We are living at extraordinary times, enormous great changes going on, but we don't have the frame with which to fully understand it. What I was trying to talk about last night was not the history of Syria but the history of how we in the West – because that's where I come from – perceive the world at the moment and how limited that has become. Syria is a very good, and powerful, and dramatic example of that. And because the BBC archive had a number of interesting old films from the 1950s about Syria, I thought it would be interesting to come to Beirut and show them to people who are much closer to that conflict because it is surprising to see what Syria looked like in the 1950s through the eyes of the British.

It tells you a lot about the West's older way of looking at the Middle East and in particular Syria. I'm sure that someone who lived and was brought up in Beirut would look at them differently, I just thought as a small example of a bigger argument it would be interesting to show people. And I think they were. I run the longer clips and I noticed that people were quite intrigued in seeing what Syria was like in the 1950s.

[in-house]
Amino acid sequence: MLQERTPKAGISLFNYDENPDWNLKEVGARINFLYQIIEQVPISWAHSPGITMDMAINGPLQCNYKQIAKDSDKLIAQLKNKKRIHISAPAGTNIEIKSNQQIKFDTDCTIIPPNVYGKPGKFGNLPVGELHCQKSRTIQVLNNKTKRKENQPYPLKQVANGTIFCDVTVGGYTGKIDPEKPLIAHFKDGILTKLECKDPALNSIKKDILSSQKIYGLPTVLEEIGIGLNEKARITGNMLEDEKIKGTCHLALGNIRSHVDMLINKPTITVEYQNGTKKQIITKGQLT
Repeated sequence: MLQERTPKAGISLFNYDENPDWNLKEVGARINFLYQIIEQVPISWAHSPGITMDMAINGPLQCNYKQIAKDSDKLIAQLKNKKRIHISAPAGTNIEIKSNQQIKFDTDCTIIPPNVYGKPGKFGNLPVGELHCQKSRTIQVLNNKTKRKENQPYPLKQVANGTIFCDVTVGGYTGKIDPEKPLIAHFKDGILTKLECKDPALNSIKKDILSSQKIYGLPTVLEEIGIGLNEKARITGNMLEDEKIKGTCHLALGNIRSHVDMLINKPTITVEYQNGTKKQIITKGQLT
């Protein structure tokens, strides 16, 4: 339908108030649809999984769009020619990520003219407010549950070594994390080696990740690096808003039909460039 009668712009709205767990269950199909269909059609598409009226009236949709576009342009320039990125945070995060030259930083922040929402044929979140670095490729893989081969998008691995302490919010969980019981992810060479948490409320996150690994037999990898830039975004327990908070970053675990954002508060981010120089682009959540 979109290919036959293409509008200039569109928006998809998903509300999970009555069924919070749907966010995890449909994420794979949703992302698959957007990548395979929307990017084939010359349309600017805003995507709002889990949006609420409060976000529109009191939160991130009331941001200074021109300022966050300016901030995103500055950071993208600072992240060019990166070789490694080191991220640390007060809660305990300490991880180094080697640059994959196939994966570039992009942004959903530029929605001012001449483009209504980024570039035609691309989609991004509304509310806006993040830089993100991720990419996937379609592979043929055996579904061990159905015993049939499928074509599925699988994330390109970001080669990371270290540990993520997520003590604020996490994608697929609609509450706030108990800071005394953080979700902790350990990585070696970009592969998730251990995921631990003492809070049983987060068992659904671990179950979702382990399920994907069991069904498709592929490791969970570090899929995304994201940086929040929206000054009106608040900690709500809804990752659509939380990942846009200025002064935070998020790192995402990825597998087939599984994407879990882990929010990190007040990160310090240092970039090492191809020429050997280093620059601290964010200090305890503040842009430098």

YS: It's been almost 10 years since you've done “The Power of Nightmares,” looking back at the movie and the themes you've played with – power and terrorism – and where we are at now with the Age of Obama, the NSA/Snowden leaks, the 2011 Arab Uprisings, what do you think/feel about the evolution of those themes. Are we still in the same type of culture of paranoia or has it changed?

AC: It's changed. Partly because a number of people like me came along and said that this paranoid apocalyptic fear is overdone. It has run out of control. I wasn't alone, there were a number of us who just said, “Look, there is a serious terrorist threat across the world, but we have become taken over by an apocalyptic paranoia. That somehow our entire civilization and structure of power is threatened by that. And the politicians have become embedded in this.”